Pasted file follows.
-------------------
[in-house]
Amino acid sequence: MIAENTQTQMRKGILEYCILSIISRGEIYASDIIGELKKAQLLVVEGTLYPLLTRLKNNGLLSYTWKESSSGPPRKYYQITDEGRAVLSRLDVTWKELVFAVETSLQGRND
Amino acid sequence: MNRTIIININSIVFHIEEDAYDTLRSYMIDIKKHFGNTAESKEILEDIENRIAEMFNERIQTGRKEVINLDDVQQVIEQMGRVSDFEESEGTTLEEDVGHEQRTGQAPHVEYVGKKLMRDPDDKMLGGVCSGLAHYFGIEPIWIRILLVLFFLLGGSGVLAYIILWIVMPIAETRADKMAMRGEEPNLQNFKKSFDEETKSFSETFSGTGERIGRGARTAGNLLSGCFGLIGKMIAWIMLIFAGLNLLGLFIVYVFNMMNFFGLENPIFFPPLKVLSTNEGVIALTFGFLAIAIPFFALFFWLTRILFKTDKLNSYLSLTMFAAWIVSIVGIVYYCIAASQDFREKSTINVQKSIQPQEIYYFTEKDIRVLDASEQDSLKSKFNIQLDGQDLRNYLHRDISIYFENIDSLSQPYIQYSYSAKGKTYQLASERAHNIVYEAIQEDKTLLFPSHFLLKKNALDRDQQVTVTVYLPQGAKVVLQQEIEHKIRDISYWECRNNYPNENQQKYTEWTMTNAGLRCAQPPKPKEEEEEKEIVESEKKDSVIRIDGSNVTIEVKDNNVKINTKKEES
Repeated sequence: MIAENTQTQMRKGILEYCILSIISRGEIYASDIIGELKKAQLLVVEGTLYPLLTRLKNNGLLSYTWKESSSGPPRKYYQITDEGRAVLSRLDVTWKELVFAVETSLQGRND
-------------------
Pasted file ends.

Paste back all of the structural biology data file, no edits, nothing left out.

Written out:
[in-house]
Amino acid sequence: MIAENTQTQMRKGILEYCILSIISRGEIYASDIIGELKKAQLLVVEGTLYPLLTRLKNNGLLSYTWKESSSGPPRKYYQITDEGRAVLSRLDVTWKELVFAVETSLQGRND
Amino acid sequence: MNRTIIININSIVFHIEEDAYDTLRSYMIDIKKHFGNTAESKEILEDIENRIAEMFNERIQTGRKEVINLDDVQQVIEQMGRVSDFEESEGTTLEEDVGHEQRTGQAPHVEYVGKKLMRDPDDKMLGGVCSGLAHYFGIEPIWIRILLVLFFLLGGSGVLAYIILWIVMPIAETRADKMAMRGEEPNLQNFKKSFDEETKSFSETFSGTGERIGRGARTAGNLLSGCFGLIGKMIAWIMLIFAGLNLLGLFIVYVFNMMNFFGLENPIFFPPLKVLSTNEGVIALTFGFLAIAIPFFALFFWLTRILFKTDKLNSYLSLTMFAAWIVSIVGIVYYCIAASQDFREKSTINVQKSIQPQEIYYFTEKDIRVLDASEQDSLKSKFNIQLDGQDLRNYLHRDISIYFENIDSLSQPYIQYSYSAKGKTYQLASERAHNIVYEAIQEDKTLLFPSHFLLKKNALDRDQQVTVTVYLPQGAKVVLQQEIEHKIRDISYWECRNNYPNENQQKYTEWTMTNAGLRCAQPPKPKEEEEEKEIVESEKKDSVIRIDGSNVTIEVKDNNVKINTKKEES
Repeated sequence: MIAENTQTQMRKGILEYCILSIISRGEIYASDIIGELKKAQLLVVEGTLYPLLTRLKNNGLLSYTWKESSSGPPRKYYQITDEGRAVLSRLDVTWKELVFAVETSLQGRND